Much like people can learn more about themselves by stepping outside of their comfort zones, researchers can learn more about a system by giving it a jolt that makes it a little unstable – scientists call this “out of equilibrium” – and watching what happens as it settles back down into a more stable state.

In the case of a superconducting material known as yttrium barium copper oxide, or YBCO, experiments have shown that under certain conditions, knocking it out of equilibrium with a laser pulse allows it to superconduct – conduct electrical current with no loss – at much closer to room temperature than researchers expected. This could be a big deal, given that scientists have been pursuing room-temperature superconductors for more than three decades.

But do observations of this unstable state have any bearing on how high-temperature superconductors would work in the real world, where applications like power lines, maglev trains, particle accelerators and medical equipment require them to be stable?

A study published in Science Advances today suggests that the answer is yes.

“People thought that even though this type of study was useful, it was not very promising for future applications,” said Jun-Sik Lee, a staff scientist at the Department of Energy’s SLAC National Accelerator Laboratory and leader of the international research team that carried out the study.

Read more on the SLAC website

Image: To study superconducting materials in their “normal,” non-superconducting state, scientists usually switch off superconductivity by exposing the material to a magnetic field, left. SLAC scientists discovered that turning off superconductivity with a flash of light, right, produces a normal state with very similar fundamental physics that is also unstable and can host brief flashes of room-temperature superconductivity. These results open a new path toward producing room-temperature superconductivity that’s stable enough for practical devices.

Credit: Greg Stewart/SLAC National Accelerator Laboratory

Science’s great strength is the universal language

SSRL’s #LightSourceSelfie

Forrest Hyler is a PhD student at the University of California Davis and regular user of the Stanford Synchrotron Lightsource (SSRL). Forrest’s research involves exploring the structural and electronic properties of materials that are used as catalysts for carbon dioxide reduction in the lab. In his #LightSourceSelfie, Forrest describes his work as all encompassing as it involves studying materials related to a broad range of applications such as batteries, catalysis and the storage of radioactive materials. Forrest’s journey has involved a large range of scientists and he says, “The greatest part about science is that it’s kind of that universal language. You get to interact with people around the globe working together for a common goal to push science beyond the boundaries that we’ve ever been at before.”

The fourth signature of the superconducting transition in cuprates

The results cap 15 years of detective work aimed at understanding how these materials transition into a superconducting state where they can conduct electricity with no loss.

When an exciting and unconventional new class of superconducting materials was discovered 35 years ago, researchers cheered.

Like other superconductors, these materials, known as copper oxides or cuprates, conducted electricity with no resistance or loss when chilled below a certain point – but at much higher temperatures than scientists had thought possible. This raised hopes of getting them to work at close to room temperature for perfectly efficient power lines and other uses.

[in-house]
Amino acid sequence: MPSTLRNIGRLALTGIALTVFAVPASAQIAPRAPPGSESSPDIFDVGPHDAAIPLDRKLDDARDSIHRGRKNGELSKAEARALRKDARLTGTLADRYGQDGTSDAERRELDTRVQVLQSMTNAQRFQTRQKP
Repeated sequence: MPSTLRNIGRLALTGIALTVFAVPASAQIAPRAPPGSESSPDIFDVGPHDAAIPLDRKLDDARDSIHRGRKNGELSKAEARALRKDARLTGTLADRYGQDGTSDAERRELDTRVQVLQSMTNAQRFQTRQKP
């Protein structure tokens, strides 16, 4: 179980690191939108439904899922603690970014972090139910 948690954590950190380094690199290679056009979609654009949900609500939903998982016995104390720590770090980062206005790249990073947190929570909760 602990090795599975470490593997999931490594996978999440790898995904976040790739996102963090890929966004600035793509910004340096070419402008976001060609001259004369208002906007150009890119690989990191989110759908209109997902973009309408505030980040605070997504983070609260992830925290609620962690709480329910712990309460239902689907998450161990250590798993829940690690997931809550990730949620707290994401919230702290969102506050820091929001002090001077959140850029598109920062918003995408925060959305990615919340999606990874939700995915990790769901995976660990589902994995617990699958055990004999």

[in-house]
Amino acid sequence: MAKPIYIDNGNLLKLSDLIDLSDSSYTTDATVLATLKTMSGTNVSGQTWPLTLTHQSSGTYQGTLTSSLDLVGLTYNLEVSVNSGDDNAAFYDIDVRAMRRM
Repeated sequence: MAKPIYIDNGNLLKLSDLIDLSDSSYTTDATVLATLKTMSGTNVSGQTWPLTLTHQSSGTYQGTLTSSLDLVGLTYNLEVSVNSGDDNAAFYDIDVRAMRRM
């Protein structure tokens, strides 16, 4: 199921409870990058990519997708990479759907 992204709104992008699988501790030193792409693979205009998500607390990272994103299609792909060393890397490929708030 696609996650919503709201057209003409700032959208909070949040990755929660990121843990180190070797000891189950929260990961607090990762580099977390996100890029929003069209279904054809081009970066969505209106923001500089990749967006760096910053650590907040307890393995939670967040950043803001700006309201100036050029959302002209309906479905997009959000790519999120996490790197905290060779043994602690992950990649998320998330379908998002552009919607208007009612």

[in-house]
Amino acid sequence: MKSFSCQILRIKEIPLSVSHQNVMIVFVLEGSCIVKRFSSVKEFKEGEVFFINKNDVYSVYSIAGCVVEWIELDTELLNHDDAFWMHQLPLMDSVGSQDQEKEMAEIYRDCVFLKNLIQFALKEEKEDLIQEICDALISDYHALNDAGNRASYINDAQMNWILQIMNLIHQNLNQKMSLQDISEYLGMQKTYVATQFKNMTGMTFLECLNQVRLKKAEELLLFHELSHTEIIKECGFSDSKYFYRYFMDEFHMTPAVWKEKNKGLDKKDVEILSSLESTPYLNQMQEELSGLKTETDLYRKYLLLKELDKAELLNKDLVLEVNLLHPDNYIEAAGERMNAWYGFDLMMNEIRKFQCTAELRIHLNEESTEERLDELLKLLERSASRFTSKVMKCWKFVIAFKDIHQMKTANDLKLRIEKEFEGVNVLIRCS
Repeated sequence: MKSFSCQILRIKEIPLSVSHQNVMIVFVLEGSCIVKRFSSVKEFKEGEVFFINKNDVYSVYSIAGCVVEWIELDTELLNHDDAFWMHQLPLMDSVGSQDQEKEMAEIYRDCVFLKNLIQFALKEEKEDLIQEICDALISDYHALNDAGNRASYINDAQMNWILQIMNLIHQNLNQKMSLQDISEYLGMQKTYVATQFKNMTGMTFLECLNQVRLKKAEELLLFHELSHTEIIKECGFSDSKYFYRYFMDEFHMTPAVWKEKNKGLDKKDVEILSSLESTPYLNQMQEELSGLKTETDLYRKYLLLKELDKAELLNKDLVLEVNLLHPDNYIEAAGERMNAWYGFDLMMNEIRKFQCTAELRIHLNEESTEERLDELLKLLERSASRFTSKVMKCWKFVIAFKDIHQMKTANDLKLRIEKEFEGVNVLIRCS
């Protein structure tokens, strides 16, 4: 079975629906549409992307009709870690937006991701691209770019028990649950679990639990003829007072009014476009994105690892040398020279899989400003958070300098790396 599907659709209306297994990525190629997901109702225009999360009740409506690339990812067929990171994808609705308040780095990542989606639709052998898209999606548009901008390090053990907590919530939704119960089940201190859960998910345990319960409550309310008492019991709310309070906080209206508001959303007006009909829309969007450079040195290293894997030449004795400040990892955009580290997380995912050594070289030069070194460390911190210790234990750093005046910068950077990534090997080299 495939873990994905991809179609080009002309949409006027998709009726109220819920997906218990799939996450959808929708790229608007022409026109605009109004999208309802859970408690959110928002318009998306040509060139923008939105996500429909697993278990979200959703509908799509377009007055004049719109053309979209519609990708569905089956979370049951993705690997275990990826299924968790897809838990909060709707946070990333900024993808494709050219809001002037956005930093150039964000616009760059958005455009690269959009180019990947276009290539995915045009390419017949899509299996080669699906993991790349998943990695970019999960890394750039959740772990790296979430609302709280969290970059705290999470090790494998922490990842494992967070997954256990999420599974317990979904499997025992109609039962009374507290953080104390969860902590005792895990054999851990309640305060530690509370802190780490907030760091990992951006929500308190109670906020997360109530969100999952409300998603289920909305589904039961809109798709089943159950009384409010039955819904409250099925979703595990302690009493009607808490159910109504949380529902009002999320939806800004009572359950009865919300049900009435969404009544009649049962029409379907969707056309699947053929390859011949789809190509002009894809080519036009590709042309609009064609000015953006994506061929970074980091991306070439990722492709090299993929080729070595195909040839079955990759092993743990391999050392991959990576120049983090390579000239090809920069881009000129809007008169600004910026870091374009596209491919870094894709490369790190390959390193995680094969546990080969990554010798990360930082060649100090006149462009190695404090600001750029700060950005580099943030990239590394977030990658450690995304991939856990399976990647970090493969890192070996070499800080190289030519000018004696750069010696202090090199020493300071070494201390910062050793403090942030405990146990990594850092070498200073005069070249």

Research quickly confirmed that they showed two more classic traits of the transition to a superconducting state: As superconductivity developed, the material expelled magnetic fields, so that a magnet placed on a chunk of the material would levitate above the surface. And its heat capacity – the amount of heat needed to raise their temperature by a given amount – showed a distinctive anomaly at the transition. 

But despite decades of effort with a variety of experimental tools, the fourth signature, which can be seen only on a microscopic scale, remained elusive: the way electrons pair up and condense into a sort of electron soup as the material transitions from its normal state to a superconducting state.

Now a research team at the Department of Energy’s SLAC National Accelerator Laboratory and Stanford University has finally revealed that fourth signature with precise, high-resolution measurements made with angle-resolved photoemission spectroscopy, or ARPES, which uses light to eject electrons from the material. Measuring the energy and momentum of those ejected electrons reveals how the electrons inside the material behave.

In a paper published in Nature, the team confirmed that the cuprate material they studied, known as Bi2212, made the transition to a superconducting state in two distinct steps and at very different temperatures.

Read more on the SLAC website

Image: How can you tell if a material is a superconductor? Four classic signatures are illustrated here. Left to right: 1) It conducts electricity with no resistance when chilled below a certain temperature. 2) It expels magnetic fields, so a magnet placed on top of it will levitate. 3) Its heat capacity – the amount of heat needed to raise its temperature by a given amount – shows a distinctive anomaly as the material transitions to a superconducting state. 4) And at that same transition point, its electrons pair up and condense into a sort of electron soup that allows current to flow freely. Now experiments at SLAC and Stanford have captured this fourth signature in cuprates, which become superconducting at relatively high temperatures, and shown that it occurs in two distinct steps and at very different temperatures. Knowing how that happens in fine detail suggests a new and very practical direction for research into these enigmatic materials.